Friends of the African Union

We, the African Diaspora in the USA, can be a change Africa needs – now .

FAU at the AU Consultation Meeting with the African Diaspora on the Agenda 2063

Oct 8th 2013 AU Conference with the Diaspora – Photo by Solwazi Afi Olusola

Friends of the African Union (FAU) and McGraw Daniels (Now MDi) was asked by the African Union in August 2013 to the AU Consultation Meeting with the Diaspora on the African Union Agenda 2063 at the African Union headquarters in New York, United States of America Oct. 8th through the 10th, 2013.


Our delegation was headed by FAU Chairman Hershel Daniels Junior.


Queen Mother Dr. Delois N. Blakely of New Future Foundation (a 2014 FAU UN Civil society #UNUPR partner) presenting her first book “The Harlem Street Nun: Autobiography of Queen Mother Dr. Delois Blakely” to the AU Permanent Observer to the United Nations Tete Antonio, Angola (appointed by the AU Chairperson of the Commission in November 2009)

FAU put forth a $1.25 Trillion Dollar plan for African Americans based on our 2012 work with the US State Department
Although released in the below documents we used this as our base in 2013
fau-cci-march-25-2015-_10 fau-cci-march-25-2015-_11 fau-cci-march-25-2015-_12

Here are some of the work documents used at the consultation –

Agenda 2063 – Why now?

This new effort to envision Africa’s long-term development trajectory is timely for several reasons:

  1. Changing global context. Globalization and the information technology revolution have provided unprecedented opportunities for countries and regions with the right policies to make significant advances and lift huge sections of populations out of poverty, improve incomes and catalyze economic and social transformations. In addition, most African economies now have in place sound macro-economic and market-oriented economies which have spurred growth, trade and investment expansion.
  2. Building on the NEPAD experience. National, regional and global efforts made to implement NEPAD, unseen during the LPA and AT, have enabled AU to build institutions (e.g., APRM, etc.), demonstrate unprecedented commitment to implement agreed agenda, generate valuable lessons that present strong foundation for Agenda 2063. Indeed, Agenda 2063 is a logical and natural continuation of NEPAD and other initiatives.
  3. A more united and strong Africa. Africa today is more united, a global power to reckon with, capable of rallying support around a common agenda and speaking with one voice with demonstrated strong capacity to negotiate and withstand the influence of forces that would like to see it divided.
  4. Strong and well functioning regional institutions. Africa’s sub regional institutions have been rationalized and the eight officially AU recognized Regional Economic Communities (CEN-SAD, COMESA, EAC, ECCAS, ECOWAS, IGAD, SADC and UMA) are today strong development and political institutions that citizens’ can count on and Agenda 2063 can stand on.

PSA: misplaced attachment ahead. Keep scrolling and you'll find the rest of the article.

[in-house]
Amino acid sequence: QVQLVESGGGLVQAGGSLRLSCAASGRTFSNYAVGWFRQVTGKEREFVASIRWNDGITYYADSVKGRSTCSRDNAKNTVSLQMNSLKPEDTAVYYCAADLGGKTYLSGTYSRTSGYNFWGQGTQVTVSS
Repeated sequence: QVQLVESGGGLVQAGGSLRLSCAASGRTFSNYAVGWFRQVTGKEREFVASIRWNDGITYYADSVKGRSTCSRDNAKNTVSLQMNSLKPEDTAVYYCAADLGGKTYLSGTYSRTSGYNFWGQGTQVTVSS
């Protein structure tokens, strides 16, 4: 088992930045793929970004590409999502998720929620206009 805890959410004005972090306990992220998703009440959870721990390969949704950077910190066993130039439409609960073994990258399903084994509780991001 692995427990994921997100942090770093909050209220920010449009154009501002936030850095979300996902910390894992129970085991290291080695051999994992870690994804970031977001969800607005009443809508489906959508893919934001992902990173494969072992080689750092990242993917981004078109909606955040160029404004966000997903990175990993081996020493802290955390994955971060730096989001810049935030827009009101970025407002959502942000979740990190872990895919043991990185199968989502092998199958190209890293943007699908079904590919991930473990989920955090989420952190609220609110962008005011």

5. New development and investment opportunities. Africa today is faced with a confluence of factors that present a great opportunity for consolidation and rapid progress. These include:
    • Unprecedented positive and sustained growth trajectory of many African countries resulting from sound macro-economic policies and strategies bolstered by high commodity prices
    • Significant reduction of armed conflicts, improved peace and stability, coupled with advances in democratic governance.
    • A fast rising broad based African entrepreneurial and middle class, coupled with the youth bulge, which can act as catalyst for further growth and technological progress.
    • Changes in the international finance architecture, the rise of the BRICS and improved flows of FDI to Africa beyond commodity producing sectors.

The above factors constitute a unique opportunity for Africa to capitalize upon. Agenda 2063 while seizing these opportunities, underlines the fact that success depends on unity of purpose; transparency; placing citizens’ first; sound governance; willingness and capability to assess performance and correct mistakes timely

Oct 10th 2013 Wrap up

Agenda 2063 should be seen as a logical continuation of recent developments with renewed and invigorated efforts to catalyze development and strengthen African integration and unity. It aims to build upon the achievements and draw lessons from earlier strategic planning efforts at the regional and sub-regional levels, including the Lagos Plan of Action, the Abuja Treaty and the NEPAD, to address new and emerging issues in the continent over the short, medium and long-term. Indeed, Agenda 2063’s guiding principle is continuity of actions, drawing appropriate lessons, building upon what has worked in the past; and in brief making every effort to do things better.

Thus Agenda 2063 should be seen as a unique opportunity to recreate the African narrative by putting it into perspective to energize the African population and harness citizens creativity through a set of clear goals that citizens participate in setting for unity, peace and development in the 21st century. The thrust of Agenda 2063 is a program of social, economic and political rejuvenation that links the past, present and the future in order to create a new generation of Pan Africanists that will harness the lessons learnt and use them as building blocks to consolidate the hope and promises of the founding parents for a true renaissance of Africa.

Agenda 2063 is expected to be a source of inspiration for development of national and regional sustainable development plans.